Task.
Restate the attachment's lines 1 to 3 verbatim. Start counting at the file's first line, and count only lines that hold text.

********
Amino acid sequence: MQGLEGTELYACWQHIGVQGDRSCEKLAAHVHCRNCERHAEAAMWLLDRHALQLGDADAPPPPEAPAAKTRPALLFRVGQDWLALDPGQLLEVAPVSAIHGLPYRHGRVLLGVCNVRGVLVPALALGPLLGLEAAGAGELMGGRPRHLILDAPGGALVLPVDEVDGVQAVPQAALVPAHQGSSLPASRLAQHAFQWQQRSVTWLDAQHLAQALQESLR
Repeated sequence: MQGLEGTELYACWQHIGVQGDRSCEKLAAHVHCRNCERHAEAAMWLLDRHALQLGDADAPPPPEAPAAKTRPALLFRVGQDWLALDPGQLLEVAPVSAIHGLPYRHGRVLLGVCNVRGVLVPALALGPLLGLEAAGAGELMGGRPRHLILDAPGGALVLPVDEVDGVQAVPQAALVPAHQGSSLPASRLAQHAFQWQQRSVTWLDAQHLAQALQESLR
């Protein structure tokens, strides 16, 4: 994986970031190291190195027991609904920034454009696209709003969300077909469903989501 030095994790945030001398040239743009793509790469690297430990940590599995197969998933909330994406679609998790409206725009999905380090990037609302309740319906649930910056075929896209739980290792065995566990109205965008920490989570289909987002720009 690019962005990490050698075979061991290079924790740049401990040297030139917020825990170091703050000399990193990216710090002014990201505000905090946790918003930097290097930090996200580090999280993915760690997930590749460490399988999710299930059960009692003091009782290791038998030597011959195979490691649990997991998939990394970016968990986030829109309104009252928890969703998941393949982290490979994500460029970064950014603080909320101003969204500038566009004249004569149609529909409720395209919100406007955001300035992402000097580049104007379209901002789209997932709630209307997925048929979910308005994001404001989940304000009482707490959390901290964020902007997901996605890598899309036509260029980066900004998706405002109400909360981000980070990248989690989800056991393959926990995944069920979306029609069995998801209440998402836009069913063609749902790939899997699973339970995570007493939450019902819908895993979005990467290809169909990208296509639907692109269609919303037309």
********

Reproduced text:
Amino acid sequence: MQGLEGTELYACWQHIGVQGDRSCEKLAAHVHCRNCERHAEAAMWLLDRHALQLGDADAPPPPEAPAAKTRPALLFRVGQDWLALDPGQLLEVAPVSAIHGLPYRHGRVLLGVCNVRGVLVPALALGPLLGLEAAGAGELMGGRPRHLILDAPGGALVLPVDEVDGVQAVPQAALVPAHQGSSLPASRLAQHAFQWQQRSVTWLDAQHLAQALQESLR
Repeated sequence: MQGLEGTELYACWQHIGVQGDRSCEKLAAHVHCRNCERHAEAAMWLLDRHALQLGDADAPPPPEAPAAKTRPALLFRVGQDWLALDPGQLLEVAPVSAIHGLPYRHGRVLLGVCNVRGVLVPALALGPLLGLEAAGAGELMGGRPRHLILDAPGGALVLPVDEVDGVQAVPQAALVPAHQGSSLPASRLAQHAFQWQQRSVTWLDAQHLAQALQESLR
């Protein structure tokens, strides 16, 4: 994986970031190291190195027991609904920034454009696209709003969300077909469903989501 030095994790945030001398040239743009793509790469690297430990940590599995197969998933909330994406679609998790409206725009999905380090990037609302309740319906649930910056075929896209739980290792065995566990109205965008920490989570289909987002720009 690019962005990490050698075979061991290079924790740049401990040297030139917020825990170091703050000399990193990216710090002014990201505000905090946790918003930097290097930090996200580090999280993915760690997930590749460490399988999710299930059960009692003091009782290791038998030597011959195979490691649990997991998939990394970016968990986030829109309104009252928890969703998941393949982290490979994500460029970064950014603080909320101003969204500038566009004249004569149609529909409720395209919100406007955001300035992402000097580049104007379209901002789209997932709630209307997925048929979910308005994001404001989940304000009482707490959390901290964020902007997901996605890598899309036509260029980066900004998706405002109400909360981000980070990248989690989800056991393959926990995944069920979306029609069995998801209440998402836009069913063609749902790939899997699973339970995570007493939450019902819908895993979005990467290809169909990208296509639907692109269609919303037309």